This week, African Strategies for Health (ASH)—a USAID-funded, MSH-led project that identifies public health best practices in sub-Saharan Africa and advocates for their adoption—has been attending the International Conference on Urban Health from May 24 through 27 in Dhaka, Bangladesh. At the conference, ASH has been sharing A Corridor of Contrasts, a report compiling photographs and stories of the people living along the West African Abidjan to Lagos transport corridor, which crosses Côte d'Ivoire, Ghana, Togo, Benin and Nigeria.
Tuberculosis (TB) control in Ghana is challenging: detection of TB cases is low, and TB mortality rates high. In many communities, like Lower Manya Krobo District, these challenges are compounded by the popular belief that TB is a spiritual disease. Many Ghanaians who contract TB seek healing in prayer camps and shrines, rather than going to health facilities for testing and treatment. By the time these patients seek medical care, it often is too late to recover and avert death.
Last month, I joined over 1,800 participants from more than 100 countries in Beijing at the Second Global Symposium on Health Systems Research. We've made some concrete steps forward since we last met in Montreux, Switzerland, two years ago, among them the launch of a new research society Health Systems Global. Central topics of this year's discussions included: “Inclusion and Innovation towards Universal Health Coverage” (UHC), the symposium theme, and monitoring and evaluation.Here are my top 10 takeaways from the symposium:1.
The October edition of MSH's Global Health Impact newsletter (subscribe), features stories of people, communities, and countries on the road toward universal health coverage (UHC).
The vital role of the essential package for health impact "Universal health coverage has two fundamental goals: maximizing health impact and eliminating — or at least reducing — impoverishment and bankruptcy due to healthcare costs," blogs MSH President Jonathan D. Quick.
Apegnon Akpene is a 20-year-old mother of three children: four-year-old Joseph, two-year-old Romance, and one-month-old Akou Jacqeline. Since attending USAID's Action for West Africa Region, Phase II (AWARE II) community health worker training, she has become a client of family planning -- and a role model for family planning in her community.Akpene is one of three community health workers in Diguegue, a small village of about 800 people in the hills of the southwestern forest separating Togo and Ghana. Distance and difficult terrain are major hindrances to accessing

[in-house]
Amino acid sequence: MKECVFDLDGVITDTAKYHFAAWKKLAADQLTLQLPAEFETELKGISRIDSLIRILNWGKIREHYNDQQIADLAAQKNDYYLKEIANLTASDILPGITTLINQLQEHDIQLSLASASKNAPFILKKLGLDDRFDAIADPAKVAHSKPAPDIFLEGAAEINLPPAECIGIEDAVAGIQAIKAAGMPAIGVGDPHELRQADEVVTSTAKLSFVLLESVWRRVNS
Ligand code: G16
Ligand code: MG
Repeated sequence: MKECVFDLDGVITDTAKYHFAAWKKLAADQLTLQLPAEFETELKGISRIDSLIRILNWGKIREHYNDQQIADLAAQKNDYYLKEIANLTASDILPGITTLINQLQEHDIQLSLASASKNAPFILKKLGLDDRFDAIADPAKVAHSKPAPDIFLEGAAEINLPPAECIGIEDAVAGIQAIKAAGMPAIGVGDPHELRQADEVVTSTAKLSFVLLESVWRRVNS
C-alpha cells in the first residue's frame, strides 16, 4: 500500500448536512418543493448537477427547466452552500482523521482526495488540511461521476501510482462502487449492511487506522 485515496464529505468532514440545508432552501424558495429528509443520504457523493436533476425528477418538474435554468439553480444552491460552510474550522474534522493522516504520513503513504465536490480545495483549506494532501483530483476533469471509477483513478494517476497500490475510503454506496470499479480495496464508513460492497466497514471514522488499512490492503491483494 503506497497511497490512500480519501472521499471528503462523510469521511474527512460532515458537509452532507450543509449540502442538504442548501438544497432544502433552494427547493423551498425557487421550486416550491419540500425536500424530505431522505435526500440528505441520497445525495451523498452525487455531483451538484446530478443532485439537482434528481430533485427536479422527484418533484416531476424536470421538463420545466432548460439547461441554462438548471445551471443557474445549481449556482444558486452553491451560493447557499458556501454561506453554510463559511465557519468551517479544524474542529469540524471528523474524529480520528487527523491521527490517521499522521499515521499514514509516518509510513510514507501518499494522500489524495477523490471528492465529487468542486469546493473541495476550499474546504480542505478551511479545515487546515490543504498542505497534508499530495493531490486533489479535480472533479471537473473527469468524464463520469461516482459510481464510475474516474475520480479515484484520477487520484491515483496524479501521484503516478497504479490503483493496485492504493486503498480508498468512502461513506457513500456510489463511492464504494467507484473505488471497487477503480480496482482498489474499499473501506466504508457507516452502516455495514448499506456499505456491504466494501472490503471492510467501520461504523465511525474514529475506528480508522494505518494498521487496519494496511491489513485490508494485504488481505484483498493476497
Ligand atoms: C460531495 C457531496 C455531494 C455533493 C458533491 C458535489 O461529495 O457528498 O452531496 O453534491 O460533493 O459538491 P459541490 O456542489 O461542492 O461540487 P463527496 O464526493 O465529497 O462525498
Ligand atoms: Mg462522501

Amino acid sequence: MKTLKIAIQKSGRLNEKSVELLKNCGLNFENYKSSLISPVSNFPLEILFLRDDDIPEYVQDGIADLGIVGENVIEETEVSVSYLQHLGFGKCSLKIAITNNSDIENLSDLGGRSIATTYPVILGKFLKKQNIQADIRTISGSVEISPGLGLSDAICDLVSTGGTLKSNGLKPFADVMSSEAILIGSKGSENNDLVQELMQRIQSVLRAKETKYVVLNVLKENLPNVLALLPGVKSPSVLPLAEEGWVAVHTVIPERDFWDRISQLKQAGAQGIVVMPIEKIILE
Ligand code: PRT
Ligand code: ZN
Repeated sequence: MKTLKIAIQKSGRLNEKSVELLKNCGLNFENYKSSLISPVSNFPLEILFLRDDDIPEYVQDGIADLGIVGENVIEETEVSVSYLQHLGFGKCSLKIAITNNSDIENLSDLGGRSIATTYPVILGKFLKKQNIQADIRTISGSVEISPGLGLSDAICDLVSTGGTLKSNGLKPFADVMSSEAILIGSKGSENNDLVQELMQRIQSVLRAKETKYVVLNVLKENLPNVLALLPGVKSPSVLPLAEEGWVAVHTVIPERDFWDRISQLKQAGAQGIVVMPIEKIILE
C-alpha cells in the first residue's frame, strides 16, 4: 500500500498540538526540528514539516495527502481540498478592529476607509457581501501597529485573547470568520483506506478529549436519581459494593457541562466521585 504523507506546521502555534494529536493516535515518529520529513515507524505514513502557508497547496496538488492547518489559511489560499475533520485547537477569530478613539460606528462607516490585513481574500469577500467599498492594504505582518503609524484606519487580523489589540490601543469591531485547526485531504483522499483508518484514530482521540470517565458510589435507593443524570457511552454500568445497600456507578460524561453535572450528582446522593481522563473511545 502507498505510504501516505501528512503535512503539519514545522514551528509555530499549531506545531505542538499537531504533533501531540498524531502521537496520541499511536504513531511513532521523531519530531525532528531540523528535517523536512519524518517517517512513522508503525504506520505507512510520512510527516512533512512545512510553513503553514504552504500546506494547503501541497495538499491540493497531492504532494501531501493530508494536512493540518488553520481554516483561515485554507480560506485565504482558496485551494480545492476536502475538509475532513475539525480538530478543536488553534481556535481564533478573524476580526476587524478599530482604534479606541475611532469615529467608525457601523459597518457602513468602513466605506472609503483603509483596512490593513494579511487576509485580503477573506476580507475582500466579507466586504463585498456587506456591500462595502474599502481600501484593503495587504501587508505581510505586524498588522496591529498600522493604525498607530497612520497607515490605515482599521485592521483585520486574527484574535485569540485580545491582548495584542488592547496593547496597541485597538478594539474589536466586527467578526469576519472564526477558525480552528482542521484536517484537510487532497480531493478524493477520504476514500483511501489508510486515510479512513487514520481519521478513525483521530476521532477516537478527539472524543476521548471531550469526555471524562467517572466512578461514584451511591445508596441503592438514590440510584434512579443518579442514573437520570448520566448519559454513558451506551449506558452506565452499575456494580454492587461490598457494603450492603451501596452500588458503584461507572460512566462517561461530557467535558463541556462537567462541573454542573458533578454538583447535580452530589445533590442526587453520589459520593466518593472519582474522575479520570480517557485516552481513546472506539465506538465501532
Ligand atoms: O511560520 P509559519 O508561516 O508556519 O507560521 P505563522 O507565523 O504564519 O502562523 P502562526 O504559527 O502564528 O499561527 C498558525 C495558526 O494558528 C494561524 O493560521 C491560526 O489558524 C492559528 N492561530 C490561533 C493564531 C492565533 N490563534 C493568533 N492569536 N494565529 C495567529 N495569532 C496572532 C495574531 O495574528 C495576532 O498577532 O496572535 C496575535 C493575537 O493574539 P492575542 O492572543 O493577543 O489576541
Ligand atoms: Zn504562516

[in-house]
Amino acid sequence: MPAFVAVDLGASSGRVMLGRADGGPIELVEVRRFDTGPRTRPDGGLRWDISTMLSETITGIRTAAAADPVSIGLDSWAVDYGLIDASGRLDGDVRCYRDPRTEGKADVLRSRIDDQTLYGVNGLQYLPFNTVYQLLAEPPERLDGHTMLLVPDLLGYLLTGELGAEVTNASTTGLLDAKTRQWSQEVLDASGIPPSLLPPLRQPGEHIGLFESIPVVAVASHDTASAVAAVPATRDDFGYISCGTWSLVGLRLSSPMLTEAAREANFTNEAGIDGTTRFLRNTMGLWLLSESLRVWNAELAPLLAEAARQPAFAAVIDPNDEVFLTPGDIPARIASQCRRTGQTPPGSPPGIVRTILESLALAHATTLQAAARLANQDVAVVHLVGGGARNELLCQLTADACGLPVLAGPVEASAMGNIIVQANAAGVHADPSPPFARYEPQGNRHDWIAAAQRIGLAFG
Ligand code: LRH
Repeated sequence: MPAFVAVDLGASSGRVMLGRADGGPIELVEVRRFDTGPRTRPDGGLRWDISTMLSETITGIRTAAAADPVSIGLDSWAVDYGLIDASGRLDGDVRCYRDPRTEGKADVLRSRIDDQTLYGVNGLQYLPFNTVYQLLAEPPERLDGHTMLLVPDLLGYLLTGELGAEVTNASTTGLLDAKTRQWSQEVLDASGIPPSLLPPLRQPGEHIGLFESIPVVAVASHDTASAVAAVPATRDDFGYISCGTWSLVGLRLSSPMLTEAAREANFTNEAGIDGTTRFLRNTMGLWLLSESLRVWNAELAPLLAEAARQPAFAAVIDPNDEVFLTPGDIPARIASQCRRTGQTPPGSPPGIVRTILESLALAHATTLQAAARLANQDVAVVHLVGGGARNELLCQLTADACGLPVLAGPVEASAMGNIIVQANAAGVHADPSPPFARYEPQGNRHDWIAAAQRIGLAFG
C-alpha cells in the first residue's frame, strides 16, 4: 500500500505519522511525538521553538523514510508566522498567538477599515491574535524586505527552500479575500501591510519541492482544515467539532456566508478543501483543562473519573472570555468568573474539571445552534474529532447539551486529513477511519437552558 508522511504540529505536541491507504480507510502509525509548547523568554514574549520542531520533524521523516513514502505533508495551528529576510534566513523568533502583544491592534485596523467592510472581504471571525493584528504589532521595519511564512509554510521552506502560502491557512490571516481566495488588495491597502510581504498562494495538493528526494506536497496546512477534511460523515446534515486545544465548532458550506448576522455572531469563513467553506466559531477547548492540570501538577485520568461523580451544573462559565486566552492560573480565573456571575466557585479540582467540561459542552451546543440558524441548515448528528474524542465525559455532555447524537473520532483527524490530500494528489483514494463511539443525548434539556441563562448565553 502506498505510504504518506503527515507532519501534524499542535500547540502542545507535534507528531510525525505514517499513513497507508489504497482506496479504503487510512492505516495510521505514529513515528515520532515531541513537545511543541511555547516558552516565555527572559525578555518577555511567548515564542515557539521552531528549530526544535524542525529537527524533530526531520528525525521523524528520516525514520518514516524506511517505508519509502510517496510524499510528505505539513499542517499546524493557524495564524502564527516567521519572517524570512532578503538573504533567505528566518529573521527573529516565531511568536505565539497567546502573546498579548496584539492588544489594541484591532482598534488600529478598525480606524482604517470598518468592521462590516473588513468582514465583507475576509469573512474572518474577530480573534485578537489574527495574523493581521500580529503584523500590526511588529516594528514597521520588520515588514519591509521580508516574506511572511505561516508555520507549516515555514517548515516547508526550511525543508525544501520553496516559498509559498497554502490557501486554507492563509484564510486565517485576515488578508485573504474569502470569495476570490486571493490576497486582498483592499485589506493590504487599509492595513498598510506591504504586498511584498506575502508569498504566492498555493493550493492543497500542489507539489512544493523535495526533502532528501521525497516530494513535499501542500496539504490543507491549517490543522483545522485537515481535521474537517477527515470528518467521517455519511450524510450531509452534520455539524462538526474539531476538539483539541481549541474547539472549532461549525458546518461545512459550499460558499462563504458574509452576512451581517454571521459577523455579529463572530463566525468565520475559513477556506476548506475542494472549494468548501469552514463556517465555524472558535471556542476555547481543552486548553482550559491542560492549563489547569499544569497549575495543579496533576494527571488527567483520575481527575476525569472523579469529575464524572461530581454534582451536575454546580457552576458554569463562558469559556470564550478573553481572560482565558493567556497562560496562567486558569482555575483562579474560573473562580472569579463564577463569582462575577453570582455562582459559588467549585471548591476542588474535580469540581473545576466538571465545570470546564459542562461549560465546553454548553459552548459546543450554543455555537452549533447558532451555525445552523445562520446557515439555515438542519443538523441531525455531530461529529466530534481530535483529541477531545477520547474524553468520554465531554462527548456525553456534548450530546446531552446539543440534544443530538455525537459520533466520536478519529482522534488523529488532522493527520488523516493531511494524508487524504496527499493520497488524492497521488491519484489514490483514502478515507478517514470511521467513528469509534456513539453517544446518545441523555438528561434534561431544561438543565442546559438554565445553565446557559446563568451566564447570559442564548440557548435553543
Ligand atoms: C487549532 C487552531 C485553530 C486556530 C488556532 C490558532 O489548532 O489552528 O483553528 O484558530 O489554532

Over the past 25 years, the number of people worldwide with access to essential medicines has more than doubled. Yet more than 30 percent of the world’s population still does not have reliable access to essential medicines.
Over 100 practitioners and global health experts are gathering in Accra, Ghana for the First Annual Pan-African Congress on Universal Health Coverage, Nov. 15-17. The conference will focus on creating a movement for universal health coverage in Africa through health insurance.
A child born in Ghana today will most likely receive a full schedule of immunizations, and her chances of surviving past the age of five are far better than they were a decade ago. Today Ghana boasts a coverage rate for infant vaccination of 90 percent and hasn’t seen an infant die of measles since 2003.Ghana has been expanding primary health care by bringing services to people’s doorsteps since the 1980s, and since the early 2000s has done so in the context of a commitment to universal health coverage.
Safoura Amadu is the 19 year-old mother of Ibrahim, who was born preterm on March 8, 2011 at 1.46 kg (3.2 pounds). Baby Ibrahim did not grow well in his first days of life. Safoura was very worried---her first child had died at birth---and she did not want to lose Ibrahim, her second child. Safoura sought help and when Ibrahim was ten days old she and the baby were admitted to the new Kangaroo Mother Care (KMC) center at the Maternité Issakha Gazoby in Niger.
There have been a collection of high-profile and well attended mobile health (mHealth) “summits” held around the world in the past few years, including last month’s second annual mHealth Summit in Washington, D.C. (headlined by Bill Gates and Ted Turner), but the really interesting conversations are happening on the African continent.